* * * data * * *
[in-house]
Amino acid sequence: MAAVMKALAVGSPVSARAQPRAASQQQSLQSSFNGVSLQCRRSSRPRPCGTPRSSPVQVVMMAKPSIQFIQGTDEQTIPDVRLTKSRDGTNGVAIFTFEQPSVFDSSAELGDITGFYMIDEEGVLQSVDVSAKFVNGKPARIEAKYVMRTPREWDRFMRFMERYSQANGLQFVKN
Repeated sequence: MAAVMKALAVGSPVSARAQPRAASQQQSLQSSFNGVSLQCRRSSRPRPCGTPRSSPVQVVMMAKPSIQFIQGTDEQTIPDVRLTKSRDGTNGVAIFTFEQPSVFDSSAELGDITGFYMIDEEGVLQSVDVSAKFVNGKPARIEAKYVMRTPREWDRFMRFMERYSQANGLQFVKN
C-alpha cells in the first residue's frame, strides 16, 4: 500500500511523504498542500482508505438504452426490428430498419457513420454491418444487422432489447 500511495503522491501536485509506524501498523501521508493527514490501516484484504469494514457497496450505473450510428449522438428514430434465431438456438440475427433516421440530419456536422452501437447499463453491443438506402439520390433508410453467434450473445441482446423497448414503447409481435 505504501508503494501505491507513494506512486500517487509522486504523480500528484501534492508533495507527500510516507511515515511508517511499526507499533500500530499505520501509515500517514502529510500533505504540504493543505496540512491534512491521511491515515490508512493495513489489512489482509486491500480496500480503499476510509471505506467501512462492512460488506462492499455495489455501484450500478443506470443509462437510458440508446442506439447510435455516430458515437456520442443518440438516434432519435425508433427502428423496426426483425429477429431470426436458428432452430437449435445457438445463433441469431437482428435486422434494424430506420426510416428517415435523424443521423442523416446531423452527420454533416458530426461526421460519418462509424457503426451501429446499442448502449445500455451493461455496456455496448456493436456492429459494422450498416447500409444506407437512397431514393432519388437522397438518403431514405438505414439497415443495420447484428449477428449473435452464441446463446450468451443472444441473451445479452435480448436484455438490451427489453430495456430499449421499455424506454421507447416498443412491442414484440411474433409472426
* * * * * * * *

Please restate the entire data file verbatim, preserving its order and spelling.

[in-house]
Amino acid sequence: MAAVMKALAVGSPVSARAQPRAASQQQSLQSSFNGVSLQCRRSSRPRPCGTPRSSPVQVVMMAKPSIQFIQGTDEQTIPDVRLTKSRDGTNGVAIFTFEQPSVFDSSAELGDITGFYMIDEEGVLQSVDVSAKFVNGKPARIEAKYVMRTPREWDRFMRFMERYSQANGLQFVKN
Repeated sequence: MAAVMKALAVGSPVSARAQPRAASQQQSLQSSFNGVSLQCRRSSRPRPCGTPRSSPVQVVMMAKPSIQFIQGTDEQTIPDVRLTKSRDGTNGVAIFTFEQPSVFDSSAELGDITGFYMIDEEGVLQSVDVSAKFVNGKPARIEAKYVMRTPREWDRFMRFMERYSQANGLQFVKN
C-alpha cells in the first residue's frame, strides 16, 4: 500500500511523504498542500482508505438504452426490428430498419457513420454491418444487422432489447 500511495503522491501536485509506524501498523501521508493527514490501516484484504469494514457497496450505473450510428449522438428514430434465431438456438440475427433516421440530419456536422452501437447499463453491443438506402439520390433508410453467434450473445441482446423497448414503447409481435 505504501508503494501505491507513494506512486500517487509522486504523480500528484501534492508533495507527500510516507511515515511508517511499526507499533500500530499505520501509515500517514502529510500533505504540504493543505496540512491534512491521511491515515490508512493495513489489512489482509486491500480496500480503499476510509471505506467501512462492512460488506462492499455495489455501484450500478443506470443509462437510458440508446442506439447510435455516430458515437456520442443518440438516434432519435425508433427502428423496426426483425429477429431470426436458428432452430437449435445457438445463433441469431437482428435486422434494424430506420426510416428517415435523424443521423442523416446531423452527420454533416458530426461526421460519418462509424457503426451501429446499442448502449445500455451493461455496456455496448456493436456492429459494422450498416447500409444506407437512397431514393432519388437522397438518403431514405438505414439497415443495420447484428449477428449473435452464441446463446450468451443472444441473451445479452435480448436484455438490451427489453430495456430499449421499455424506454421507447416498443412491442414484440411474433409472426